Suppose we’re trying to build a model that predicts whether or not it will rain. To ensure it performs well, we’ll apply our algorithm in Berkeley (where it almost never rains in the summer) and in Miami, FL (where it rains about half the time in the summer).
You work with a team of data scientists, and one of them provides you with a good prediction model: on days that it rains, the model gets it right \(97\%\) of the time, and on days that it doesn’t rain, the model gets it right \(96\%\) of the time. You present the model to a meteorologist, who tells you that the question they’re really interested in is: when the model predicts rain, how often is it right? This is important for people to trust the model: if the model’s rainyday predictions are mostly incorrect, then people won’t believe it.
We start by interpreting these three quantities into the framework that we’ve already built up. We’ll use 1 to indicate rain, and 0 to indicate no rain.
“on days that it rains, the model gets it right \(97\%\) of the time”: this is a rowwise rate describing how well we do when \(R=1\). In other words, this tells us that \(TPR=0.97\) (and \(FNR = 1  TPR = 0.03\).
“on days that it doesn’t rain, the model gets it right \(96\%\) of the time”: this is a rowwise rate describing how well we do when \(R=0\). In other words, this tells us that \(TNR=0.96\) (and \(FPR = 1  TNR = 0.04\)).
“when the model predicts rain, how often is it right?”: this is a columnwise rate describing how well we do when \(D=1\). In other words, the meteorologist is interested in minimizing the FDP.
So, in order to meet the meteorologist’s requirements, we need to compute the FDP from the quantities that the data scientists have provided us. This is precisely what the computation above using Bayes’ rule tells us. We’ll start by defining a function to compute FDP from TPR, FPR, and prevalence:
# Uses the formula derived above
def compute_fdp(tpr, fpr, prevalence):
return 1 / (1 + (tpr/fpr) * (prevalence/(1prevalence)))
miami_prevalence = 0.5
berkeley_prevalence = 0.01
What is the FDP for the model when used in Miami?
miami_fdp = compute_fdp(tpr=0.97, fpr=0.04, prevalence=miami_prevalence)
miami_fdp
0.039603960396039604
This is quite small: in Miami, when we predict rain, we can expect to be right about \(96\%\) of the time. What about in Berkeley?
berkeley_fdp = compute_fdp(tpr=0.97, fpr=0.04, prevalence=berkeley_prevalence)
berkeley_fdp
0.8032454361054766
This tells us that in Berkeley in the summer, when we predict rain with this model, we can expect to be right only about \(20\%\) of the time. Even though our model is over \(95\%\) accurate in each case, the low prevalence of rain in Berkeley means that we have very few rainy days. This means that we have lots of opportunities for false positives (on dry days), and very few opportunities for true positives (on rainy days). Therefore, our false discovery proportion is quite high.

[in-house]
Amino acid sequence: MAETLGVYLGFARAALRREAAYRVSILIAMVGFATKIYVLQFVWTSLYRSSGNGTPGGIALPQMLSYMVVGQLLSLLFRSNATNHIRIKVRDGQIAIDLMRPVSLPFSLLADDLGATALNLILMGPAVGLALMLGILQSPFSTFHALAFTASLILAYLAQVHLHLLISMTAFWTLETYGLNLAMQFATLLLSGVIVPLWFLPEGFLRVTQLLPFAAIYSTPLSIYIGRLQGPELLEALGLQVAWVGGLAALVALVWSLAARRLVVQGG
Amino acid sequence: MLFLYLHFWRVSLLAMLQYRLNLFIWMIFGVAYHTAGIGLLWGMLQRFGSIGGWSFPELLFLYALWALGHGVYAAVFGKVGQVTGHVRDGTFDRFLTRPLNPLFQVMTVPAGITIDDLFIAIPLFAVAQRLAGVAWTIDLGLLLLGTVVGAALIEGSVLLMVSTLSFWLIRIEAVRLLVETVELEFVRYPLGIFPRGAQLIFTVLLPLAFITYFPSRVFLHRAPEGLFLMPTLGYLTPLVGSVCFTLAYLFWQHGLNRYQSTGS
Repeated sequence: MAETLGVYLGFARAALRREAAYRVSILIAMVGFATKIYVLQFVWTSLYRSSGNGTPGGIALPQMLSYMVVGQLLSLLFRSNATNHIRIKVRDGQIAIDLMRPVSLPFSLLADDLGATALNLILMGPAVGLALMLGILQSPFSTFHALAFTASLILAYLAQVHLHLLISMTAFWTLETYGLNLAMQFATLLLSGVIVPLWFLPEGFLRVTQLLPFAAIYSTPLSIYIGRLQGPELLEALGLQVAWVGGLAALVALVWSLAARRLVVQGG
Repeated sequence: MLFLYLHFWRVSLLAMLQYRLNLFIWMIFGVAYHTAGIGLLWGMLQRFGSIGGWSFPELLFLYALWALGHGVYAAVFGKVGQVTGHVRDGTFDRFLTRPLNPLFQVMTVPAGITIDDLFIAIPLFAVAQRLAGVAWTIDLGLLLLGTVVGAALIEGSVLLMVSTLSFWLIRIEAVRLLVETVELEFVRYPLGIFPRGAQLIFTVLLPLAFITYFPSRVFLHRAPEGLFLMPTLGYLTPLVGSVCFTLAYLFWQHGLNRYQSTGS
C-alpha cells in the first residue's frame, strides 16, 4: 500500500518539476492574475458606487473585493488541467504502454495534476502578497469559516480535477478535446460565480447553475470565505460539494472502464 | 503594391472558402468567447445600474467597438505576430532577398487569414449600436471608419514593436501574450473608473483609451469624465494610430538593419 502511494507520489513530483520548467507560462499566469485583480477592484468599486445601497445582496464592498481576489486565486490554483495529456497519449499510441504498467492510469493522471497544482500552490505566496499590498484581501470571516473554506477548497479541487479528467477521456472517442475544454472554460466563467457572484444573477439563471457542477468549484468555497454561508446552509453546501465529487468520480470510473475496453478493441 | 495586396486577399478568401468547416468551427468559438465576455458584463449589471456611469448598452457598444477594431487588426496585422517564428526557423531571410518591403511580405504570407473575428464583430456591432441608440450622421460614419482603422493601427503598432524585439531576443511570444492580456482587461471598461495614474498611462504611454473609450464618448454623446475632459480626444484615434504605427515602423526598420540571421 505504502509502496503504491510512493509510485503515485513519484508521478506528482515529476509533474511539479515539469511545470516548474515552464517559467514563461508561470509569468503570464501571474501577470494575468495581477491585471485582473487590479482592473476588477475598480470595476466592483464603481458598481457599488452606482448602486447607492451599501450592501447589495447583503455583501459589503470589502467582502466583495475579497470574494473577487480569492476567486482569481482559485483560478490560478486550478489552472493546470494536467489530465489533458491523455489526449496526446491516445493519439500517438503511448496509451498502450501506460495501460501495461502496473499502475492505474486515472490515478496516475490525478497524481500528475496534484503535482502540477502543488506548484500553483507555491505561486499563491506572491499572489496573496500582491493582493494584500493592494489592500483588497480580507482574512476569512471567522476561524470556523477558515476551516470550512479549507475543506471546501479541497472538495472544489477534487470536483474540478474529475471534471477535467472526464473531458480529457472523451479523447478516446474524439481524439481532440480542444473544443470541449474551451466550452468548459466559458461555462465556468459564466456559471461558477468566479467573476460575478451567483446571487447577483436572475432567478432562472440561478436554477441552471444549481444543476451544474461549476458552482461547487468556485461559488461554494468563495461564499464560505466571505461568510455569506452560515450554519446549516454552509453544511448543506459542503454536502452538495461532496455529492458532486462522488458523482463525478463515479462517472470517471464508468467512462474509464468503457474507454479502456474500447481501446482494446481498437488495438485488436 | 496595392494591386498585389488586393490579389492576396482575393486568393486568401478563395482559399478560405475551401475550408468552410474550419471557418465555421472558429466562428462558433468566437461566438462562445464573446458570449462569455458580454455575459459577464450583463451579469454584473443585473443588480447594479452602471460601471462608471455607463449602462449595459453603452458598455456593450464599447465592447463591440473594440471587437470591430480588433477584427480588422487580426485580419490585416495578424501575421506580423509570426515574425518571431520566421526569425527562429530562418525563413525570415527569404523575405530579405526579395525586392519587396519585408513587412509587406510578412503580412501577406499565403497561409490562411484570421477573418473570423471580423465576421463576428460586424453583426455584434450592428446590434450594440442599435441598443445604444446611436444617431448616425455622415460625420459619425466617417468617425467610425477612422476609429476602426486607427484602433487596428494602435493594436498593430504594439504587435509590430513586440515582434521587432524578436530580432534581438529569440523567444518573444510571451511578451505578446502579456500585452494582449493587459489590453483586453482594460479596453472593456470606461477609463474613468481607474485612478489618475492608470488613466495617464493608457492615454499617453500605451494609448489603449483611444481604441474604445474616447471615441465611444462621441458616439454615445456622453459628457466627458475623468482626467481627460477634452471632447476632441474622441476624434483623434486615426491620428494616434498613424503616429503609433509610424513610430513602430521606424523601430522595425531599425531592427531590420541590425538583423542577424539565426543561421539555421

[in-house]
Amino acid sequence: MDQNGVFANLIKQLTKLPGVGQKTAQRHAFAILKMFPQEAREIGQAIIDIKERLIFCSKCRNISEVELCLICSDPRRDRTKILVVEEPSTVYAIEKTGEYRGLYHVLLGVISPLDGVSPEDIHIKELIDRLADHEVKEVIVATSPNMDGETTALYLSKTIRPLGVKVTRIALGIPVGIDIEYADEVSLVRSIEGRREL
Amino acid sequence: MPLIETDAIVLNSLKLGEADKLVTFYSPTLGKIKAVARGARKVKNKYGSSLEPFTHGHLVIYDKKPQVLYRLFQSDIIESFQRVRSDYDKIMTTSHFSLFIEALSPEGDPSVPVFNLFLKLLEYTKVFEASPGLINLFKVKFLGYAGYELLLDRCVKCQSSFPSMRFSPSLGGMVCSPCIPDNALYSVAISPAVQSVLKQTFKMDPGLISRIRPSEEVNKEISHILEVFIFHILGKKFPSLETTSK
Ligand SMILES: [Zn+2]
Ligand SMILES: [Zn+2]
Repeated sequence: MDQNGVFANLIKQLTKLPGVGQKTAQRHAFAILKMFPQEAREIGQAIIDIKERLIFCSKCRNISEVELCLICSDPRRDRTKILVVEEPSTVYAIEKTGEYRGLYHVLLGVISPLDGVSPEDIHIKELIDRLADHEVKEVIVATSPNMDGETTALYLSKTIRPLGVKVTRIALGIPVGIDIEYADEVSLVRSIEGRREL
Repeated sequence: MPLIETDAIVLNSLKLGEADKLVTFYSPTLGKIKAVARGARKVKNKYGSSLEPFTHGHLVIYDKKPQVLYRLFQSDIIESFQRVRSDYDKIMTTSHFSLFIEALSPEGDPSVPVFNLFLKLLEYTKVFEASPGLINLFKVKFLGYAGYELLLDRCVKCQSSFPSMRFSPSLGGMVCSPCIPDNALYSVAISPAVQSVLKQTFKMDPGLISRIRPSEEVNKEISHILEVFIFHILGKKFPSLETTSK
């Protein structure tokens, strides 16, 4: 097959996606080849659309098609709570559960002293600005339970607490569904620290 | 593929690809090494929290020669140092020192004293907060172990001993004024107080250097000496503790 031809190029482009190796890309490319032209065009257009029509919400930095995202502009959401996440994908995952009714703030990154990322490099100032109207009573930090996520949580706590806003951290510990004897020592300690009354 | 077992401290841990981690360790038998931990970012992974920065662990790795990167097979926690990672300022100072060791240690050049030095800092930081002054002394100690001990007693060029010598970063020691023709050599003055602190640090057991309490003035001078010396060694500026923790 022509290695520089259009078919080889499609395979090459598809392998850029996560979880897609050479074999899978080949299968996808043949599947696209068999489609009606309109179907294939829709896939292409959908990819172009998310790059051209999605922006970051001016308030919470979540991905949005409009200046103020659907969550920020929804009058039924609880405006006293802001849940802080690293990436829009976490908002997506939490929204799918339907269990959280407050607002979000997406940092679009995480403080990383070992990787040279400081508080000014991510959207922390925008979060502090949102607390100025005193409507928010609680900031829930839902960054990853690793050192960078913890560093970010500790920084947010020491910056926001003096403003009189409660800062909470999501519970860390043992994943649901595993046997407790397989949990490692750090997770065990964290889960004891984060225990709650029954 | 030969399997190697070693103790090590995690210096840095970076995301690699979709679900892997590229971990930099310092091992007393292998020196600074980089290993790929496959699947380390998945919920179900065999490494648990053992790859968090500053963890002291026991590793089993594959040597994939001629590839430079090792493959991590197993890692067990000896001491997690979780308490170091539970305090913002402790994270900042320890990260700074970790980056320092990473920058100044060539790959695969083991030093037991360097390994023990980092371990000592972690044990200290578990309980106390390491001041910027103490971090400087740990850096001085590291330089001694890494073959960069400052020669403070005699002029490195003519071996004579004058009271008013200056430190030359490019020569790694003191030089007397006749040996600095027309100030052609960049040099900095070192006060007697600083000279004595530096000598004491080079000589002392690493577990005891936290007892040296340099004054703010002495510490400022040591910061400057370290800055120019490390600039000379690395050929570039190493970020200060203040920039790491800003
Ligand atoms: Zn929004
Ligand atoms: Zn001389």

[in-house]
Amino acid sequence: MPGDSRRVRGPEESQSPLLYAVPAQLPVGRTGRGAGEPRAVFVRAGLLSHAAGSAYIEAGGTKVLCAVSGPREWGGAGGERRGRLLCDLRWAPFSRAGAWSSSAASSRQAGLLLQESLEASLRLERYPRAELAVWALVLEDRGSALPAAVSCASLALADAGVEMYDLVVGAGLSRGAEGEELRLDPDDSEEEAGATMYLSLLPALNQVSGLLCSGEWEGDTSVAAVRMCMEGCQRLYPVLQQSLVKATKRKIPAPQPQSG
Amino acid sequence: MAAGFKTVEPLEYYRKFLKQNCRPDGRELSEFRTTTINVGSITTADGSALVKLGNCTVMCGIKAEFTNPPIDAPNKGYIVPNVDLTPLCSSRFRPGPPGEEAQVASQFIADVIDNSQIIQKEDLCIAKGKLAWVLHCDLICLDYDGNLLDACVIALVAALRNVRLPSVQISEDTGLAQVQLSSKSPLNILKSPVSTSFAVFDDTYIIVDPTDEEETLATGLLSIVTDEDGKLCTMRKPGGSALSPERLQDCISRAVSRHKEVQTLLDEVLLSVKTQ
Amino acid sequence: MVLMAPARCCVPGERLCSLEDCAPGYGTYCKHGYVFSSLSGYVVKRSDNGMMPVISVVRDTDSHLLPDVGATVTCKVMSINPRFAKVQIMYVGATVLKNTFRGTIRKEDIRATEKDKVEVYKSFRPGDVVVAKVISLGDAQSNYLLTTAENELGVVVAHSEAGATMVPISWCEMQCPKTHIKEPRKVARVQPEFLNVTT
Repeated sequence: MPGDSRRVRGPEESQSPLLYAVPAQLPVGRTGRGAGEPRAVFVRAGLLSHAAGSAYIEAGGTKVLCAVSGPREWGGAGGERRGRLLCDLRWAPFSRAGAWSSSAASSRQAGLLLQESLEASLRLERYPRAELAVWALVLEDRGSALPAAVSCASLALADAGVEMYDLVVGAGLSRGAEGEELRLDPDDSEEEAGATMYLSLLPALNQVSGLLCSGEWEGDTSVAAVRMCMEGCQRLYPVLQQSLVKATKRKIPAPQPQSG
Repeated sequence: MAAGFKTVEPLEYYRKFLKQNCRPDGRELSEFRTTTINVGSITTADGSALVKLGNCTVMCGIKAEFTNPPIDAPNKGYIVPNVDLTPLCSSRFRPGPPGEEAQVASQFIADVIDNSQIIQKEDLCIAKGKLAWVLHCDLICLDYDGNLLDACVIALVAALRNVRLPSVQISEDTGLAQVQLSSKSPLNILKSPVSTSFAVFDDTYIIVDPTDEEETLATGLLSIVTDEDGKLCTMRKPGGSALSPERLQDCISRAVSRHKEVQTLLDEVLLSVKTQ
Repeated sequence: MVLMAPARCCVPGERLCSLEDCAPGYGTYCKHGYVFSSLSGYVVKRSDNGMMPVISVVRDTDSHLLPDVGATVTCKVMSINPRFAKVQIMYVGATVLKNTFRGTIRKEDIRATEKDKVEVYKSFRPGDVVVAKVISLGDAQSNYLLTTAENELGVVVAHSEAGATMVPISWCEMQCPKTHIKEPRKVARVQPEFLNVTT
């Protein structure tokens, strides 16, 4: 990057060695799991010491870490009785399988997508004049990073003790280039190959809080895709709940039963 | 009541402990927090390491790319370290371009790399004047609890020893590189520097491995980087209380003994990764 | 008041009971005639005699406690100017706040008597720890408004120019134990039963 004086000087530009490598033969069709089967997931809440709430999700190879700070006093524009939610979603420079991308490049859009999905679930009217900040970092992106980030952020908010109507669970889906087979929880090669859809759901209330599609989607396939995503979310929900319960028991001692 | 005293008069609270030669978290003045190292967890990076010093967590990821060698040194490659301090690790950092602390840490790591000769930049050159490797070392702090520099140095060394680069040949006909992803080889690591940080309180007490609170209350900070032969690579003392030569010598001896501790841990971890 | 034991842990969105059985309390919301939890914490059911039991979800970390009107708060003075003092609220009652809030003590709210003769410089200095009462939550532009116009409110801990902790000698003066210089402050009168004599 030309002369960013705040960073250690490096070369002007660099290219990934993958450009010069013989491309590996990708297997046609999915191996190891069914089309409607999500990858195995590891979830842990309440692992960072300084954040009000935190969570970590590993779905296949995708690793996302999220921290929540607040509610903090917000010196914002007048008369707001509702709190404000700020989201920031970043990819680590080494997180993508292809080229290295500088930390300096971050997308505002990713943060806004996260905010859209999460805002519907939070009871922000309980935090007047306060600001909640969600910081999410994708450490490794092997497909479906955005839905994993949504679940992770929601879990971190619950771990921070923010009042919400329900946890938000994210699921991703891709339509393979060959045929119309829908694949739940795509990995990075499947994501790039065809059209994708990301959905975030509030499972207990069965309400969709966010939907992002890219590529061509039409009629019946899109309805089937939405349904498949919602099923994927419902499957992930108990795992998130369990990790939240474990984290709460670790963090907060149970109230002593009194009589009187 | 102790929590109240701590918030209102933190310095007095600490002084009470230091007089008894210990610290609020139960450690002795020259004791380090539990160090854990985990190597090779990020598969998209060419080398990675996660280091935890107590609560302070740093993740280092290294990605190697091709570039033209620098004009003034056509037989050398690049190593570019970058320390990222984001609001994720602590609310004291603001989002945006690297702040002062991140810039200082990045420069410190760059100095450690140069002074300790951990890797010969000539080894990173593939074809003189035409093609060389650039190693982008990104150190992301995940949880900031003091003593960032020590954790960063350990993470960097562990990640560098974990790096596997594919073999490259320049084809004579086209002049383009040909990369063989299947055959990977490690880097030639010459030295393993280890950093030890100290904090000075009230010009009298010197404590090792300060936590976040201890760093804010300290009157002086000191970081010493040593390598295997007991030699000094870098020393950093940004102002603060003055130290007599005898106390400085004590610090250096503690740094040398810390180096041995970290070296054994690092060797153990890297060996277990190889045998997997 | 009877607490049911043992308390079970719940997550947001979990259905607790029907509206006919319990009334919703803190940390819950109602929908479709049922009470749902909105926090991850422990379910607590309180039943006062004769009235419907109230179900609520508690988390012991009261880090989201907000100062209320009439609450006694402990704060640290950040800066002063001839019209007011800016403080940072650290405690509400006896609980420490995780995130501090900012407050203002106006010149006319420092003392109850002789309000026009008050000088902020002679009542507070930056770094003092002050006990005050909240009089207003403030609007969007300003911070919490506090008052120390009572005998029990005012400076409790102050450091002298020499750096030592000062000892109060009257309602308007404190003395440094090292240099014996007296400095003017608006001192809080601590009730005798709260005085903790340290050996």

We can also see this by analyzing the asymptotic behavior of the equation above:
As the prevalence \(\pi_1\) becomes very small (close to 0), the fraction \(\pi_1/\pi_0\) approaches 0, and the FDP approaches \(1/(1+0) = 1\).
As the prevalence \(\pi_1\) becomes very big (close to 1), the fraction \(\pi_1/\pi_0\) approaches \(\infty\), and the FDP approaches 0.
Similarly, we can see that larger values of the true positive rate (TPR) and smaller values of the false positive rate (FPR) lead to a lower false discovery proportion (FDP).
Different error types: is one worse than the other?#
False positives and false negatives are both errors. In general, we’d like to make as few errors as possible, but as we’ll see later, we often end up in situations where we must trade off between making more false positives and fewer false negatives, or vice versa. In such cases, it’s important to understand which one is preferable (or “less bad”).
For example: suppose Spotify is trying to predict which customers will renew their subscriptions (1 corresponds to renewing, 0 corresponds to not renewing). For customers predicted to not renew, they plan to send a $1 coupon off their next month’s subscription. In this case:
A false positive corresponds to predicting a customer will renew (and therefore not sending a coupon), but then the customer doesn’t renew (and Spotify loses a customer paying $12 per month, every month).
A false negative corresponds to predicting a customer won’t renew (and therefore sending them a coupon), but then the customer would have renewed anyway (and so the coupon was unnecessary, costing Spotify $1).
In this example, we could probably argue that a false positive is worse than a false negative: a false negative means that Spotify will waste $1, but a false positive means that they will lose a paying customer who they might have been able to retain with a coupon.